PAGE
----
A Happy New Year to all and we start with a subject which is in itself depressing but in keeping with the “Eastenders” philosophy I hope that watching the misery of others will help the majority feel grateful acknowledging that for many, there but for the grace of God go we.
Just before Christmas we learned that one of NAMA’s top developers, John Fleming, had filed for bankruptcy in his current base of Essex in the UK. This was quite a milestone event and the concern must be that in 2011, more NAMA developers that have overseas interests may file for bankruptcy in those jurisdictions that are more favourable to their financial interests than here at home.
And during the past week we have learned that in 2010 a total of 1,250 people in Northern Ireland had filed for bankruptcy – it is not clear from the reporting if this total includes cases where bankruptcy was initiated by creditors. So that’s a minimum of 1,250 people in a jurisdiction whose latest population estimate is 1,789,000. In Ireland we have about 10 bankruptcies a year and that includes creditor-initiated bankruptcies like that of former Anglo chairman, Sean Fitzpatrick in July 2010. And with our population of 4,470,000 that means that our northern neighbour’s bankruptcy rate is 350 times that of ours. Indeed for the UK as a whole their bankruptcy rate is 375 times our’s. But that all pales into insignificance compared to the home of capitalism, the US, whose bankruptcy rate is 2000 times our’s.
Although there are plans to reform Ireland’s personal bankruptcy regime (indeed the recent Memorandum of Understanding with the IMF/EU commits the Irish government to presenting reform legislation to the Oireachtas by December 2012 – yes, two years from now), it seems that those presently facing financial ruin must submit to what is acknowledged as one of the most draconian bankruptcy regimes in the world – with loss of the usual assets plus potentially the family home, pension and bankruptcy lasting up to 12 years.
The larger-scale NAMA developers will have international assets which may give them the necessary foothold to file for bankruptcy overseas. As we are seeing in the case of former Anglo CEO, David Drumm’s bankruptcy in the US, he is entitled to keep his family home, his pension and indeed a few farm animals and a sewing machine under Massachusetts law. But bankruptcy isn’t just for the rich. With an estimated 200,000 households in negative equity in Ireland and that number likely to grow (in my view with a prediction that prices will drop 5% in the forthcoming year which will offset the usual repayment of mortgage principal) and with family finances already strained and having to endure new taxes, there is an urgent need for an efficient bankruptcy regime that will balance repayment of debt with personal financial recovery. Sadly that reform is unlikely to be forthcoming in the next year so it will be law firms in London and New York that benefit from self-declared bankruptcies elsewhere. And of course NAMA’s hardball tactics may just bolster those overseas bankruptcies.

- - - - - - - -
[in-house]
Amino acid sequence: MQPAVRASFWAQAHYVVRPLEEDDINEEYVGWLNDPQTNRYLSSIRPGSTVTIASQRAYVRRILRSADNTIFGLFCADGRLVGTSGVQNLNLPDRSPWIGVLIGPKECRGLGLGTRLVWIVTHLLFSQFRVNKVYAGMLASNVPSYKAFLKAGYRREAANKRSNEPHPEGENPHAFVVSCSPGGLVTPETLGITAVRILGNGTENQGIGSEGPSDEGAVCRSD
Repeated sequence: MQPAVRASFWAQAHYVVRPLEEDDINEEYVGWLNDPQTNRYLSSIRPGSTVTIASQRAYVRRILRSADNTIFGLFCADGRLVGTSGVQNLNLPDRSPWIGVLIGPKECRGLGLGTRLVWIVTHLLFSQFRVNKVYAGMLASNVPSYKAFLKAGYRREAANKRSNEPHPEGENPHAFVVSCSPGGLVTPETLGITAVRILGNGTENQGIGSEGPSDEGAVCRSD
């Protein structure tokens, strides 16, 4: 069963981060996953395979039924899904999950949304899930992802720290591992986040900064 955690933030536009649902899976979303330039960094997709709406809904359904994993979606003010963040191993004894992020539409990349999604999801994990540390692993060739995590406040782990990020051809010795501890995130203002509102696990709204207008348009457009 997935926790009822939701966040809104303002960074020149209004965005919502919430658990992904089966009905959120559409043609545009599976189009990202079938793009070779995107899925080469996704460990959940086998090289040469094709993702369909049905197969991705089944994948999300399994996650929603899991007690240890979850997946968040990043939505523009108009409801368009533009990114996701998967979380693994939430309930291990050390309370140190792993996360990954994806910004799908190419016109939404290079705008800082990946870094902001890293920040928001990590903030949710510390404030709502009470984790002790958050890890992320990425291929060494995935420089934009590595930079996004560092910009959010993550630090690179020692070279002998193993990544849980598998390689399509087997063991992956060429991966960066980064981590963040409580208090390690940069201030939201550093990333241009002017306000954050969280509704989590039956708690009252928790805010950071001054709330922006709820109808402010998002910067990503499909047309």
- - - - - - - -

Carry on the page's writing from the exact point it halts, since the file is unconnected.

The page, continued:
UPDATE: 5th August, 2011. An extract of the bankruptcy documents of John Fleming has been published by thestory.ie and is available here. The documents reveal extensive debts, directorships and the grounds upon which John claimed the right to file for bankruptcy in the UK.
UPDATE: 9th August, 2011. The BBC reports that for the second quarter of 2011, there were a record 752 personal insolvencies in Northern Ireland – that includes those made bankrupt and who have entered into an Individual Voluntary Arrangement (IVA, a UK device whereby a person pays back a certain % of their debts over a period of time and has the remainder written off). The 752 comprises 451 bankruptcies and 301 IVAs. The 752 personal insolvencies in Q2, 2011 comes on the back of the record 692 in Q1, 2011 (451 bankruptcies, coincidentally identical to the figure for Q2, and 241 IVAs). The total bankruptcies for H1, 2011 now stands at 902 compared with a total of 1,321 in 2010 (73%). The bankruptcy rate in Northern Ireland is now 500x that of the Republic per 100,000 population (902*2/1,789,000 cf 10/4,581,000). Factor in IVAs and the figures look ever more stark.